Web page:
HOS simulations of the El Faro sea state: predicted wavenumber-frequency spectrum *S*(*k*, *ω*) [*m*
^{2}
*s*/*rad*]. Sea state duration of 1hour over an area of 4km×4km; the wave field is resolved using 1024×1024 **...**

The wave skewness and kurtosis rapidly reach a steady state after a few (mean) wave periods as an indication that third-order quasi-resonant wave-wave interactions are negligible in agreement with theoretical predictions^{14} and simulations^{7}. Note that the theoretical narrowband (NB) predictions slightly overestimate the simulated values for skewness and excess kurtosis (see Table 1). The same trend is also observed in recent studies on rogue waves^{7}. This is simply because NB approximations do not account for the directionality and finite spectral bandwidth of the El Faro wave spectrum.

To describe the statistics of rogue waves encountered by an observer at a fixed point of the ocean surface, we consider the conditional return period *N*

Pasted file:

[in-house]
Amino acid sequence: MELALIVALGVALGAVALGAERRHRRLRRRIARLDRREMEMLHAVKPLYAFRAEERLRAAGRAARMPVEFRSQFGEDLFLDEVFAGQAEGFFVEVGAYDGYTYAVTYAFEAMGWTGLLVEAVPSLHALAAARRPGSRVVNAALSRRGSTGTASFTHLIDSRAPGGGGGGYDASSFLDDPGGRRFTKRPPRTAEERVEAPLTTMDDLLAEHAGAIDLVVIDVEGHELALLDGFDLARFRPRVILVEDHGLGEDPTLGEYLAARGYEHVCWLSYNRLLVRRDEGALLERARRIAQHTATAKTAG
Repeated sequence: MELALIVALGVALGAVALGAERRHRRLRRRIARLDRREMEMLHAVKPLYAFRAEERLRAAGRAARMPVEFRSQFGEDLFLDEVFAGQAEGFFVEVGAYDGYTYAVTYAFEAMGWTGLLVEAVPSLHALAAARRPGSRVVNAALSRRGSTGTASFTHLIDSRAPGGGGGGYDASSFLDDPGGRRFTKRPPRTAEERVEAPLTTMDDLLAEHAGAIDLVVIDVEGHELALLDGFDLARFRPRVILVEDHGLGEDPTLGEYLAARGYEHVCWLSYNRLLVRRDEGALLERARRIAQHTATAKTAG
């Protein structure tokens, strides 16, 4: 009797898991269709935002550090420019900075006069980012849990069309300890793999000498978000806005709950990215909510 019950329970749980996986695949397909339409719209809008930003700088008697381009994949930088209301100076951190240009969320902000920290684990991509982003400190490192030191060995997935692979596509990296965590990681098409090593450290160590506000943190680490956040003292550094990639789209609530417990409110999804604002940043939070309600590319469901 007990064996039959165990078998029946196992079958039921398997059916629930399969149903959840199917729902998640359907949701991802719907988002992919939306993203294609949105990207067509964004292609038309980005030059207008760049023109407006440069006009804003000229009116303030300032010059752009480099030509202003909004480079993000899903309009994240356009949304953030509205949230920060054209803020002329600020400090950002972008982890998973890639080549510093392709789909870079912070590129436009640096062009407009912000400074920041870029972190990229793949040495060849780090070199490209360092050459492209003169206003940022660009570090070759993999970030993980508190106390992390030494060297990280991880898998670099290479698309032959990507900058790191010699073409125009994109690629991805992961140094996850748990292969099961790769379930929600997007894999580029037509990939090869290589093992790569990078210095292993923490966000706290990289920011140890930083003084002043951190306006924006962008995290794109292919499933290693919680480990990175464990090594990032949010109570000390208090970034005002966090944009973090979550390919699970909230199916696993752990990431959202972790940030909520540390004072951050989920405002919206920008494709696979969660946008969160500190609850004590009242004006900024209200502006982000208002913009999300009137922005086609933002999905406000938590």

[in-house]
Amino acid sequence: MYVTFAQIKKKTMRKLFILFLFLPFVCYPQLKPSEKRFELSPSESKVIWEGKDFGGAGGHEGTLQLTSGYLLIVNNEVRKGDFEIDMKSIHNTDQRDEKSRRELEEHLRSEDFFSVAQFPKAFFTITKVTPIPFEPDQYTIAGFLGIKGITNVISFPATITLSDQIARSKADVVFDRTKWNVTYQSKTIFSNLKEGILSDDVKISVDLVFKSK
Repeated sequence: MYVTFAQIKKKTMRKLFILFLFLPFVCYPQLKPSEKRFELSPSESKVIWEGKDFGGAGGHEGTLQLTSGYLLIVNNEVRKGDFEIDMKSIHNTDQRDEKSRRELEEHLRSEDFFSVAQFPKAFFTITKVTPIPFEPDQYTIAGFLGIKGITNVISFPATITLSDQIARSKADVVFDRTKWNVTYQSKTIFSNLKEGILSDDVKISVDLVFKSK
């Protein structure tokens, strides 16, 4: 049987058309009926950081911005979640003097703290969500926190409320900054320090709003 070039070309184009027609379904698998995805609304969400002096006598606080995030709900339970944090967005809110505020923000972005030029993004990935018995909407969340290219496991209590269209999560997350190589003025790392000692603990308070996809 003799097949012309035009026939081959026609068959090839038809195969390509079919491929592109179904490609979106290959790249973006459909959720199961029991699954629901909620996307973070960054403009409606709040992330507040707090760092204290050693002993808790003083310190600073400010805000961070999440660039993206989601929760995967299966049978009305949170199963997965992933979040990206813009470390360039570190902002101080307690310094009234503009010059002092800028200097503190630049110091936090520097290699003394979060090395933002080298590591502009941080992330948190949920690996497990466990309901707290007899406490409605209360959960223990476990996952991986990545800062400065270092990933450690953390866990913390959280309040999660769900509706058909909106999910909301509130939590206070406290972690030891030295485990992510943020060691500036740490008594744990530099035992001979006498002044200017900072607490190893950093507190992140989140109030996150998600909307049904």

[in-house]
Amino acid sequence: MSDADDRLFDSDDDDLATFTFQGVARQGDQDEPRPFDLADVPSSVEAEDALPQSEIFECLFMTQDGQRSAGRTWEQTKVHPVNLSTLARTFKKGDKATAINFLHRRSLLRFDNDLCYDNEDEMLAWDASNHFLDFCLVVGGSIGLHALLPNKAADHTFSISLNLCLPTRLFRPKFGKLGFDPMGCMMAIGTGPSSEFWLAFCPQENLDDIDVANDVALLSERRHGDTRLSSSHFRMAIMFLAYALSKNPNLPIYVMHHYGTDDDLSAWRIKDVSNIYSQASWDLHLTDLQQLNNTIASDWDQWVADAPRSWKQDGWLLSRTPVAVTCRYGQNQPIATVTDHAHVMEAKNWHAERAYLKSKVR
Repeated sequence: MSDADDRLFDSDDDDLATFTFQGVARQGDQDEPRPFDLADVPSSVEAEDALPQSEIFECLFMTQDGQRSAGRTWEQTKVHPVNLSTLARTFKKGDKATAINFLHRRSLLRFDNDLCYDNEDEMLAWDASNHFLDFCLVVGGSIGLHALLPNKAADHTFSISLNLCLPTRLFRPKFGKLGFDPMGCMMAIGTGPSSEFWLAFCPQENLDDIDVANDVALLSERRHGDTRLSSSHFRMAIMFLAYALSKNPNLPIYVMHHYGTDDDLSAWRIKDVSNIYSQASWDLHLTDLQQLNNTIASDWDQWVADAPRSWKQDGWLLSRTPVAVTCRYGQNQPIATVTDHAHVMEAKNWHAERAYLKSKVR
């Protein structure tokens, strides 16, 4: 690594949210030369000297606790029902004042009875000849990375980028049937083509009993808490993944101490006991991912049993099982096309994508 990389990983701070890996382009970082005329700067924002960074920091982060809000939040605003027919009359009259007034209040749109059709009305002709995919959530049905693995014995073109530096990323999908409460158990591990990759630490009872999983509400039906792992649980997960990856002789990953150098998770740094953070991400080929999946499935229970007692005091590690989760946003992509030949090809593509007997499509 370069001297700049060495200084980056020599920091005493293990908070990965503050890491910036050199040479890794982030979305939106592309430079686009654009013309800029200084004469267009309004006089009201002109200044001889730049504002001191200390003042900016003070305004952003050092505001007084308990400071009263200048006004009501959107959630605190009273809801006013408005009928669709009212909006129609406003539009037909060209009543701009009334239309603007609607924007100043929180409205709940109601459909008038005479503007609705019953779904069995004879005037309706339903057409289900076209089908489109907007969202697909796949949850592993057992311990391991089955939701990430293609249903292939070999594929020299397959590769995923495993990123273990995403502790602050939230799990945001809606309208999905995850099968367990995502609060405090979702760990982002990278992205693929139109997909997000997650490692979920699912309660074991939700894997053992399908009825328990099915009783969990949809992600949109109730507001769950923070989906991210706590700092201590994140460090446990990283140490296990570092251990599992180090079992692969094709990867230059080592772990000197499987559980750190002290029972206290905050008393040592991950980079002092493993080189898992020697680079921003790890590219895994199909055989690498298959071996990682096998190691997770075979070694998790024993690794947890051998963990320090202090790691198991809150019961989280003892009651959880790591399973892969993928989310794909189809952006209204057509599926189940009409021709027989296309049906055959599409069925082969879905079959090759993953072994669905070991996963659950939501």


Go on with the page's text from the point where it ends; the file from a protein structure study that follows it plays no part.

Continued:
_{h}(*ξ*) of a wave whose crest height exceeds the threshold *h*=*ξH*
_{s}, namely

$${N}_{h}(\xi )=\frac{1}{\mathrm{Pr}\left[h>\xi {H}_{s}\right]}=\frac{1}{P(\xi )},$$

1

where *P*(*ξ*) is the probability or occurrence frequency of a wave crest height exceeding *ξH*
_{s} as encountered by a fixed observer. In other words, *P*(*ξ*) is the probability to randomly pick from a time series observed at a fixed point of the ocean a wave crest that exceeds the threshold *ξH*
_{s}. Equation (^{1}) also implies that the threshold *ξH*
_{s}, with *H*
_{s}=4*σ*, is exceeded on average once every *N*
_{h}(*ξ*) waves. For weakly nonlinear random seas, the probability *P* is hereafter described by the third-order Tayfun-Fedele^{9} (TF), second-order Tayfun^{8} (T), second-order Forristall^{30} (F) and the linear Rayleigh (R) distributions (see Methods section).